The Peony Pavilion by The National Ballet of China definitely does not disappoint for a night at the ballet showcasing first-class dance work from the continent. The production is centred on one of the most famous love stories in Chinese literature and originally was performed as a 20-hour opera. Adapted from Tang Xianzu’s play, The Peony Pavilion is a ballet telling a 16th Century story of passion pitted against impossible odds, truly a performance full of grace and sophistication that … [Read more...]
Reviews of Ballet in London
If you are planning to visit London to see a ballet in London, then maybe our London ballet reviews section can be of help? Read one of the latest reviews or use the search button to find and view one of our previous reviews of ballet. We use a star rating system on our site.
William Forsythe – A Quiet Evening of Dance
Take the title of choreographer William Forsythe’s A Quiet Evening of Dance literally. For the first forty-five minutes of this show, the only sound you’ll hear is a sometimes soundtrack of distant birds singing quietly and the dancers breathing. The house lights are left up, you’re visible and there’s no set. It’s all black on black with occasional highlights of grating colour in the form of what looks a lot like coloured rubber gloves. The consequence is the audience is left uncomfortable, exposed physically and emotionally in their familiar Sadler’s seats, tested on an actual appreciation of choreography with no comfort blankets and nowhere to hide.
Read the full review...
This is going to be one of those quintessential productions. One of those, that if you’ve been fortunate enough to get to see it, you will still be talking about in twenty years time. Telling others you were there and, yes, this is how it was. A great Romantic ballet of themes, Giselle remains a two-act frame for this stunning reimagining by Akram Khan, Tamara Rojo and her English National Ballet of which she is the Artistic Director as well as being a principal dancer. Originally a story … [Read more...]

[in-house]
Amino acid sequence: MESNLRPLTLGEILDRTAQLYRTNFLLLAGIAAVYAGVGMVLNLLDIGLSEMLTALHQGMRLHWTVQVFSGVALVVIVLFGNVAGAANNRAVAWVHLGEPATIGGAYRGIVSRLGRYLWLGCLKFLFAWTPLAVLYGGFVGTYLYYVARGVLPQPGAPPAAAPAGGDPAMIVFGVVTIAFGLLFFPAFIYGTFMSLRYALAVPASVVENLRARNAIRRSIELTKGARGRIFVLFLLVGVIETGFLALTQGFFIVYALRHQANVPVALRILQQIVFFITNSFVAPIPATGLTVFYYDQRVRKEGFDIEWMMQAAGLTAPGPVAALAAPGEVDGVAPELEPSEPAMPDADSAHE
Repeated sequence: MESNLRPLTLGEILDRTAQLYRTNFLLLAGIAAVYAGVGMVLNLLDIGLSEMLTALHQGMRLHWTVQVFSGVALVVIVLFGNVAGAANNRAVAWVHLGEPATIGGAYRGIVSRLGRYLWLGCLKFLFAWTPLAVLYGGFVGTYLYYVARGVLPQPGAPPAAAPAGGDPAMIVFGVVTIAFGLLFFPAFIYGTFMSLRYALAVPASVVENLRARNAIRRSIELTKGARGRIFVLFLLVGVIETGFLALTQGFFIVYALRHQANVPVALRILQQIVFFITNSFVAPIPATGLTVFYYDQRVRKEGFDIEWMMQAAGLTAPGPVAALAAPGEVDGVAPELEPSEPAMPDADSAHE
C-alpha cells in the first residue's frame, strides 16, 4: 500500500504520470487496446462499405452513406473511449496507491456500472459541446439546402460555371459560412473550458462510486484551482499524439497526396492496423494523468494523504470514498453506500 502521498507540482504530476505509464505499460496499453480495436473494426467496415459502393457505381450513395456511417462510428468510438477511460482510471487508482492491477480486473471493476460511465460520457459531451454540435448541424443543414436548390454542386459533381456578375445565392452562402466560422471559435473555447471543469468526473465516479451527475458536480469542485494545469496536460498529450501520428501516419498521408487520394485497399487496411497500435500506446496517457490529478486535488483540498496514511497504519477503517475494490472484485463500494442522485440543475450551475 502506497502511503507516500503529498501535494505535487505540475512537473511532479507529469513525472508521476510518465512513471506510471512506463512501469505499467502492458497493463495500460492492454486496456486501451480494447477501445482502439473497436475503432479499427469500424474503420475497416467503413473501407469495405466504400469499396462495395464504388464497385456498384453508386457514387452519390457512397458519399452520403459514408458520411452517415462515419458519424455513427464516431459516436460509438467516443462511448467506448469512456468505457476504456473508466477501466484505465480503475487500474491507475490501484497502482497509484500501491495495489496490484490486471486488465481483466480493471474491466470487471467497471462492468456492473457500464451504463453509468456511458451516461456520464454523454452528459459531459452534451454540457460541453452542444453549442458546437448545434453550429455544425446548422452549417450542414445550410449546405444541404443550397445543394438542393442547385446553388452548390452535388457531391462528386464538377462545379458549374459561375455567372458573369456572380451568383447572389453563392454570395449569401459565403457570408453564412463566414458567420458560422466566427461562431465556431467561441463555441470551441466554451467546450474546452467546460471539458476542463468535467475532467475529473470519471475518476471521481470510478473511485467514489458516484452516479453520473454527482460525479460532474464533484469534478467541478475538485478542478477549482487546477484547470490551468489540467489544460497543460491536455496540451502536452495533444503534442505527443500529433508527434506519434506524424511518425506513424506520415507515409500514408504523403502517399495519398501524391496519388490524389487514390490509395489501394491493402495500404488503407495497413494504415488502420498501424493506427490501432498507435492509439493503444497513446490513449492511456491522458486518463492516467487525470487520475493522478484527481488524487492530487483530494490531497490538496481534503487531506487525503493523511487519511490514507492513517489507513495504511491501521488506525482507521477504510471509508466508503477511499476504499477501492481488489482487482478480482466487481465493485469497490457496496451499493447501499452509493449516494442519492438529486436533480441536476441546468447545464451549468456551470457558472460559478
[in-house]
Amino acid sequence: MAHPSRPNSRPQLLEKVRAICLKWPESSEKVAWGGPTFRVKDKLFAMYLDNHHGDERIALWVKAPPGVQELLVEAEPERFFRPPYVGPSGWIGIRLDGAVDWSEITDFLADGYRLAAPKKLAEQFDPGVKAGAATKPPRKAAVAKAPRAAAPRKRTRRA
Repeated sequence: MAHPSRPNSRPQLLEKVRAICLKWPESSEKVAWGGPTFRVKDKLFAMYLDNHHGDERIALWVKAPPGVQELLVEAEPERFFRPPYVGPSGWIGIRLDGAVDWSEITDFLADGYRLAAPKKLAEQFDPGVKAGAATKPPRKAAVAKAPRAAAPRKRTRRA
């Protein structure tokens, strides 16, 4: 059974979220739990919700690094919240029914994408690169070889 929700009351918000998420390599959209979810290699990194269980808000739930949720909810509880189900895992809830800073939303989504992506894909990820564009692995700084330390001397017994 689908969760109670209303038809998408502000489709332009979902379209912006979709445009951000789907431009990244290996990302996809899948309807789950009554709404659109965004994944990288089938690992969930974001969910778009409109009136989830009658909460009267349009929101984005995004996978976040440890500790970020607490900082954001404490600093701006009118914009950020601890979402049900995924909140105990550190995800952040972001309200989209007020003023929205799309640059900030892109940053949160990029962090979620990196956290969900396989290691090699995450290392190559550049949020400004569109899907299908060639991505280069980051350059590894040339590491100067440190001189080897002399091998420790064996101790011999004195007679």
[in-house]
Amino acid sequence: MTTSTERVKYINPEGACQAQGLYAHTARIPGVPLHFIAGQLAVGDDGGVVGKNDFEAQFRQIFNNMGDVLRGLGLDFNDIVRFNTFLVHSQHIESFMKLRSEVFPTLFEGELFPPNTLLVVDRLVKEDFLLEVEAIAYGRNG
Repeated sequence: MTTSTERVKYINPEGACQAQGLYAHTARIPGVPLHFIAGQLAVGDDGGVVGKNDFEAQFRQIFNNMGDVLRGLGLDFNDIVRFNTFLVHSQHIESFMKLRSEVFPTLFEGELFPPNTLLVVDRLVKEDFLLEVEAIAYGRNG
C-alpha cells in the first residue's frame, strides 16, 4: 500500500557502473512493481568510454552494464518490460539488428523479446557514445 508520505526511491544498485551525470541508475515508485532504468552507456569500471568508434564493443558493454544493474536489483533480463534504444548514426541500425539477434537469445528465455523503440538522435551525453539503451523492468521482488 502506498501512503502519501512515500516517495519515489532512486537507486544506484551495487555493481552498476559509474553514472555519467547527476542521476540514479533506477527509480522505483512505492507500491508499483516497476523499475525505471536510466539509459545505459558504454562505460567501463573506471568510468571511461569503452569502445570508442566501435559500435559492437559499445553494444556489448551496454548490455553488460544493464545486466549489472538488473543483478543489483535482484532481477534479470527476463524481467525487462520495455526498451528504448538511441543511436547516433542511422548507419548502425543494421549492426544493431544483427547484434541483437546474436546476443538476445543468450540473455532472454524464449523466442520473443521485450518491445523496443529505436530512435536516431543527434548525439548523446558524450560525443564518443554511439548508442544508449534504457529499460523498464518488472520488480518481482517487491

What a gorgeous jewel box of a dance event is this. Five new ballets choreographed by five brilliant choreographers, describing stories and sensibility through movement, not found before. Everything about this show is very fine. From the production and lighting values. creating tone and atmosphere, to the live music and the nuanced dancing by the talented performers of the New English National Ballet Theatre. Before each ballet starts a filmed, short interview with its choreographer is … [Read more...]
What a pleasure of assorted treats is this dance event. Put aside all concerns about not having visible branded choreographic names to rely on, this is Sadler's Wells and the Dance Umbrella Festival. Quality assured. The whole point of the evening is about being able to appreciate great work without the usual labels being attached. You might want to guess who they might be of course. It has been five international choreographers ( aged from their 30's to their 70's) who have worked … [Read more...]
As the Vienna Festival Ballet Company begin a nationwide tour, I went along to the Wyllyotts Theatre to see their version of the classic tale Snow White. If you are looking for first-class family entertainment, then look no further. The story of Snow White is one that we are all familiar with - most of us have seen it presented as a pantomime and/or an animated film. But seeing this classic fairy tale come to life in the form of a ballet has to be the most enjoyable and spectacular way of … [Read more...]
Beauty is in the eye of the beholder and is by definition, extremely subjective. However, I think I can say without a shadow of a doubt that I had one of the most beautiful nights at the theatre last night as I experienced the fabulous Shanghai Ballet in their production of Echoes of Eternity at the London Coliseum. Inspired by Bai Juyi's ancient Chinese poem “Song of Everlasting Sorrow” which tells the story of the doomed romance between the Lady Yang (Qi Bingxue) and the all-powerful … [Read more...]
Orwell’’s 1984 is a hapless tale, dark and ominous in its subject matter, where the rebellious protagonists are doomed from the start. The inescapable surveillance from a faceless Big Brother feels just as relevant now in the era of Orwell’s novel. How, then, can such an iconic tale of politics, hate and turmoil be translated into a comprehensible ballet? With such a complex narrative to convey, this reviewer certainly imagined the plot would be boiled down to a series of motifs that inferred at … [Read more...]